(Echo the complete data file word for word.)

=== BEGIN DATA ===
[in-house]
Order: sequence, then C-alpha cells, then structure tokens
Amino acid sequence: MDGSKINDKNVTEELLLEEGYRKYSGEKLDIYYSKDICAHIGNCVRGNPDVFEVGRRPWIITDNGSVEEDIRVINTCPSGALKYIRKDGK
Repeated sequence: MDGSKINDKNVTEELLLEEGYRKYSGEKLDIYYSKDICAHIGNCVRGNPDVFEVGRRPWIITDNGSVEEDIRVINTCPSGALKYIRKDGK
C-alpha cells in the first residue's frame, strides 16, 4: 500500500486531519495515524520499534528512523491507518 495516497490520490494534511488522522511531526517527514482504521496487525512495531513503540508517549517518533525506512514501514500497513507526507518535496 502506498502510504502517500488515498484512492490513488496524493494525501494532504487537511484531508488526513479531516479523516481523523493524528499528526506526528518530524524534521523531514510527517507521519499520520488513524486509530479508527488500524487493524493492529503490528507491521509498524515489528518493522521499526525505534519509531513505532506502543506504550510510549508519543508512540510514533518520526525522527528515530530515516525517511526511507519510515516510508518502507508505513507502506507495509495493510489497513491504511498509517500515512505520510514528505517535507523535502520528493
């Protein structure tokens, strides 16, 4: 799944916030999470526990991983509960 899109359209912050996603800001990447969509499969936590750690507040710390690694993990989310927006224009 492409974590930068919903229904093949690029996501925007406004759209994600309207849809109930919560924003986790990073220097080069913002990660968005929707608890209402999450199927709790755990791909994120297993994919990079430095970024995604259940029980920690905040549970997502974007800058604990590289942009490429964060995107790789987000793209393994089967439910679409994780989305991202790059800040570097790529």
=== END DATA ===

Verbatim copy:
[in-house]
Order: sequence, then C-alpha cells, then structure tokens
Amino acid sequence: MDGSKINDKNVTEELLLEEGYRKYSGEKLDIYYSKDICAHIGNCVRGNPDVFEVGRRPWIITDNGSVEEDIRVINTCPSGALKYIRKDGK
Repeated sequence: MDGSKINDKNVTEELLLEEGYRKYSGEKLDIYYSKDICAHIGNCVRGNPDVFEVGRRPWIITDNGSVEEDIRVINTCPSGALKYIRKDGK
C-alpha cells in the first residue's frame, strides 16, 4: 500500500486531519495515524520499534528512523491507518 495516497490520490494534511488522522511531526517527514482504521496487525512495531513503540508517549517518533525506512514501514500497513507526507518535496 502506498502510504502517500488515498484512492490513488496524493494525501494532504487537511484531508488526513479531516479523516481523523493524528499528526506526528518530524524534521523531514510527517507521519499520520488513524486509530479508527488500524487493524493492529503490528507491521509498524515489528518493522521499526525505534519509531513505532506502543506504550510510549508519543508512540510514533518520526525522527528515530530515516525517511526511507519510515516510508518502507508505513507502506507495509495493510489497513491504511498509517500515512505520510514528505517535507523535502520528493
């Protein structure tokens, strides 16, 4: 799944916030999470526990991983509960 899109359209912050996603800001990447969509499969936590750690507040710390690694993990989310927006224009 492409974590930068919903229904093949690029996501925007406004759209994600309207849809109930919560924003986790990073220097080069913002990660968005929707608890209402999450199927709790755990791909994120297993994919990079430095970024995604259940029980920690905040549970997502974007800058604990590289942009490429964060995107790789987000793209393994089967439910679409994780989305991202790059800040570097790529």